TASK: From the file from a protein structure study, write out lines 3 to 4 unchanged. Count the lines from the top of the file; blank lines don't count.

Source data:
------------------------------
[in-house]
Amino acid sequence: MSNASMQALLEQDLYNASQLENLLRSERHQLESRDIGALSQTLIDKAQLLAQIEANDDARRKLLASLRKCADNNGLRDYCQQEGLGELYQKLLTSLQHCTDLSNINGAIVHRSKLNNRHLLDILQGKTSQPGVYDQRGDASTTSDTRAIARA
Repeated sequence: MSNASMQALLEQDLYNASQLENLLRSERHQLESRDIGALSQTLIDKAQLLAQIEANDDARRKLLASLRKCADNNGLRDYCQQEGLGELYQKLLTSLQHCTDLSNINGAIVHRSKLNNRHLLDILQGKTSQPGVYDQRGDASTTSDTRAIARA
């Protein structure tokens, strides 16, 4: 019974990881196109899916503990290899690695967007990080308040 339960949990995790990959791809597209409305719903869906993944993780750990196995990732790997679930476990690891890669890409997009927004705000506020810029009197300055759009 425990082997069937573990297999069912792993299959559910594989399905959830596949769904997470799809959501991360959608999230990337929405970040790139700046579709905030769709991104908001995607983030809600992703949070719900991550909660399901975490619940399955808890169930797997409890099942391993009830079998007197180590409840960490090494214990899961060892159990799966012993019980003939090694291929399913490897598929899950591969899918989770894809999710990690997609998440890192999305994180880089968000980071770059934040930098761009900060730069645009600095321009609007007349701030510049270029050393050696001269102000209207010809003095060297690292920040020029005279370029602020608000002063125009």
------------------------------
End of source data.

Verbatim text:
Repeated sequence: MSNASMQALLEQDLYNASQLENLLRSERHQLESRDIGALSQTLIDKAQLLAQIEANDDARRKLLASLRKCADNNGLRDYCQQEGLGELYQKLLTSLQHCTDLSNINGAIVHRSKLNNRHLLDILQGKTSQPGVYDQRGDASTTSDTRAIARA
């Protein structure tokens, strides 16, 4: 019974990881196109899916503990290899690695967007990080308040 339960949990995790990959791809597209409305719903869906993944993780750990196995990732790997679930476990690891890669890409997009927004705000506020810029009197300055759009 425990082997069937573990297999069912792993299959559910594989399905959830596949769904997470799809959501991360959608999230990337929405970040790139700046579709905030769709991104908001995607983030809600992703949070719900991550909660399901975490619940399955808890169930797997409890099942391993009830079998007197180590409840960490090494214990899961060892159990799966012993019980003939090694291929399913490897598929899950591969899918989770894809999710990690997609998440890192999305994180880089968000980071770059934040930098761009900060730069645009600095321009609007007349701030510049270029050393050696001269102000209207010809003095060297690292920040020029005279370029602020608000002063125009």